Environment Magazine

NASA: Alarming Water Loss in Middle East

Posted on the 13 February 2013 by Earth First! Newswire
By MICHAEL CASEY, AP Environmental Writer One of the biggest challenges to improving water conservation is often competing demands which has worsened the problem in the Tigris and Euphrates river basins.726336main_grace20130212-946Turkey controls the Tigris and Euphrates headwaters, as well as the reservoirs and infrastructure of Turkey’s Greater Anatolia Project, which dictates how much water flows downstream into Syria and Iraq, the researchers said. With no coordinated water management between the three countries, tensions have intensified since the 2007 drought because Turkey continues to divert water to irrigate farmland.

“That decline in stream flow put a lot of pressure on northern Iraq,” Kate Voss, lead author of the study and a water policy fellow with the University of California‘s Center for Hydrological Modeling in Irvine, said. “Both the UN and anecdotal reports from area residents note that once stream flow declined, this northern region of Iraq had to switch to groundwater. In an already fragile social, economic and political environment, this did not help the situation.”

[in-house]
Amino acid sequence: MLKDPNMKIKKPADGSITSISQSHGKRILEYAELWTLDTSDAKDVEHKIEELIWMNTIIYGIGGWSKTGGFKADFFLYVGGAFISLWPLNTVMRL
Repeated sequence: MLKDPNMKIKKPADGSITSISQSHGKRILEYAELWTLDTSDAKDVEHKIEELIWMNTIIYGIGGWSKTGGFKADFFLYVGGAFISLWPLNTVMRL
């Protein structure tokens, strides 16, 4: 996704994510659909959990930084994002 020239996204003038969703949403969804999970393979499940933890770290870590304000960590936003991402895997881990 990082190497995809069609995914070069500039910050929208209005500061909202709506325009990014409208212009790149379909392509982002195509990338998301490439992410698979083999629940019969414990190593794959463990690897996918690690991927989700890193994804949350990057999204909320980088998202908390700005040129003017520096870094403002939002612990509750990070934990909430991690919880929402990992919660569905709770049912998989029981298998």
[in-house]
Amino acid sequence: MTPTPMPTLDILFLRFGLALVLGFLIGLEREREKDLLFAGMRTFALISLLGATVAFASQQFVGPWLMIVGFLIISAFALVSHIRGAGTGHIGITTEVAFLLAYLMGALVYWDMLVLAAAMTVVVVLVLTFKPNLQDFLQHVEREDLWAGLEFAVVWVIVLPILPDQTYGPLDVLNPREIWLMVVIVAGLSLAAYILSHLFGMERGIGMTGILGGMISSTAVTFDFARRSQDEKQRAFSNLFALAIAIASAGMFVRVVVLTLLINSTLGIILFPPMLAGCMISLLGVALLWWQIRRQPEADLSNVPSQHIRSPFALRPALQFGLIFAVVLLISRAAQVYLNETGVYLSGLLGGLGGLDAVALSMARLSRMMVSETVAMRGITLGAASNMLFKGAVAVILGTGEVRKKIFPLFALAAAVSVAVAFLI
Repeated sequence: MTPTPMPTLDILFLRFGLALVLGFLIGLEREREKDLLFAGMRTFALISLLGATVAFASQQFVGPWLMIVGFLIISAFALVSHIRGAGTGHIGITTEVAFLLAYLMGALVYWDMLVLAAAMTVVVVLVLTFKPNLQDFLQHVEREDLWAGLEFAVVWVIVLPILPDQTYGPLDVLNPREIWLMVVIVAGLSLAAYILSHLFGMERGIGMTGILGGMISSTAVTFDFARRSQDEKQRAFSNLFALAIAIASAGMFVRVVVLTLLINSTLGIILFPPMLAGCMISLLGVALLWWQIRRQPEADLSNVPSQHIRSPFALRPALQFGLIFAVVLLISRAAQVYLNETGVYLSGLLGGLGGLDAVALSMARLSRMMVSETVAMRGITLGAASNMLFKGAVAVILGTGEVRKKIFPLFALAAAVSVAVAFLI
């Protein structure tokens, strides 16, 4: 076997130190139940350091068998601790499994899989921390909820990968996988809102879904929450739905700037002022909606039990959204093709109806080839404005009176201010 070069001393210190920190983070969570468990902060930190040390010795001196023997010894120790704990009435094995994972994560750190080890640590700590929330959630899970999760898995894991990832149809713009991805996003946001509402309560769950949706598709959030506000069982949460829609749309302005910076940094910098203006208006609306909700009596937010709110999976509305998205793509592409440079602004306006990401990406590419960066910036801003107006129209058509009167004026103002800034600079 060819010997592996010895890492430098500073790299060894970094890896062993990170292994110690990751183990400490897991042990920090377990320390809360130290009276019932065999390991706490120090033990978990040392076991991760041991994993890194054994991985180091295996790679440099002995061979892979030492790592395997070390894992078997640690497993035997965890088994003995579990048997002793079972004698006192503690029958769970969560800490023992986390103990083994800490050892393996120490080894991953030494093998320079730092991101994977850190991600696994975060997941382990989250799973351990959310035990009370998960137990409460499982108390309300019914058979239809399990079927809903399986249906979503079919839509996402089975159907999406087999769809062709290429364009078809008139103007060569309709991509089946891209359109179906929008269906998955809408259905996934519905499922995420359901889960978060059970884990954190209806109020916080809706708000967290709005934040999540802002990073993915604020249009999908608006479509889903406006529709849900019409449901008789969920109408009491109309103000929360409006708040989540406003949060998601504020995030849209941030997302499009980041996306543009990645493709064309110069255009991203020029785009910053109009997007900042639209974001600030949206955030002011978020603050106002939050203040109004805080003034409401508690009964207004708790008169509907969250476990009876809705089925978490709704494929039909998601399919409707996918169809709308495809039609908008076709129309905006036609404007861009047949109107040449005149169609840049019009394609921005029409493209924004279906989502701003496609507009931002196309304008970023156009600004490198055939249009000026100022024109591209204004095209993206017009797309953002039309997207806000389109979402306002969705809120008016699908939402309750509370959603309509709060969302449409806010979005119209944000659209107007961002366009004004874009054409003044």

Jay Famiglietti, principle investigator of the new study and a hydrologist and UC Irvine professor of Earth System Science, plans to visit the region later this month, along with Voss and two other UC Irvine colleagues, to discuss their findings and raise awareness of the problem and the need for a regional approach to solve the problem.

“They just do not have that much water to begin with, and they’re in a part of the world that will be experiencing less rainfall with climate change,” Famiglietti said. “Those dry areas are getting dryer. They and everyone else in the world’s arid regions need to manage their available water resources as best they can.”

Read more: http://www.sfgate.com/news/science/article/NASA-Alarming-water-loss-in-Middle-East-4272320.php#ixzz2KogSlnzK

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